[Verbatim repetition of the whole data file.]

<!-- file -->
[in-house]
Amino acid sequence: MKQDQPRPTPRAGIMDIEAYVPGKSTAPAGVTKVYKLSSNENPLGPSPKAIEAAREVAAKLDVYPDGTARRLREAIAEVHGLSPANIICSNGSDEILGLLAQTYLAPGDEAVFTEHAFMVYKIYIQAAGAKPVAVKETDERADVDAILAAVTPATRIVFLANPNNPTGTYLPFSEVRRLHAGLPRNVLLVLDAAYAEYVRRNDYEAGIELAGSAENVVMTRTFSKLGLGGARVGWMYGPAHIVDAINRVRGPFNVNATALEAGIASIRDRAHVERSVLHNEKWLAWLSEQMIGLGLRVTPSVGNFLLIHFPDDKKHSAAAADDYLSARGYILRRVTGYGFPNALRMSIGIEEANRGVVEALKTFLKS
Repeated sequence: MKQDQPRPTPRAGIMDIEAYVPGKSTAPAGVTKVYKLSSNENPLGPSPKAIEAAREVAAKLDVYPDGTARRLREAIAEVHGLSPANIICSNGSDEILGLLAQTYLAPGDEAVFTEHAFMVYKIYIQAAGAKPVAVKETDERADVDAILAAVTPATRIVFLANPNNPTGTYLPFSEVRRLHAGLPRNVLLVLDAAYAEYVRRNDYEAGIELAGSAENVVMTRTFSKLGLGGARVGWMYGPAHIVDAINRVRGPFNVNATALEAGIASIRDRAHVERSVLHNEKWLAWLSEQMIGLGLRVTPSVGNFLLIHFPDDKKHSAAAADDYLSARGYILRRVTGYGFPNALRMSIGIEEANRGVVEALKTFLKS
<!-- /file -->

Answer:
[in-house]
Amino acid sequence: MKQDQPRPTPRAGIMDIEAYVPGKSTAPAGVTKVYKLSSNENPLGPSPKAIEAAREVAAKLDVYPDGTARRLREAIAEVHGLSPANIICSNGSDEILGLLAQTYLAPGDEAVFTEHAFMVYKIYIQAAGAKPVAVKETDERADVDAILAAVTPATRIVFLANPNNPTGTYLPFSEVRRLHAGLPRNVLLVLDAAYAEYVRRNDYEAGIELAGSAENVVMTRTFSKLGLGGARVGWMYGPAHIVDAINRVRGPFNVNATALEAGIASIRDRAHVERSVLHNEKWLAWLSEQMIGLGLRVTPSVGNFLLIHFPDDKKHSAAAADDYLSARGYILRRVTGYGFPNALRMSIGIEEANRGVVEALKTFLKS
Repeated sequence: MKQDQPRPTPRAGIMDIEAYVPGKSTAPAGVTKVYKLSSNENPLGPSPKAIEAAREVAAKLDVYPDGTARRLREAIAEVHGLSPANIICSNGSDEILGLLAQTYLAPGDEAVFTEHAFMVYKIYIQAAGAKPVAVKETDERADVDAILAAVTPATRIVFLANPNNPTGTYLPFSEVRRLHAGLPRNVLLVLDAAYAEYVRRNDYEAGIELAGSAENVVMTRTFSKLGLGGARVGWMYGPAHIVDAINRVRGPFNVNATALEAGIASIRDRAHVERSVLHNEKWLAWLSEQMIGLGLRVTPSVGNFLLIHFPDDKKHSAAAADDYLSARGYILRRVTGYGFPNALRMSIGIEEANRGVVEALKTFLKS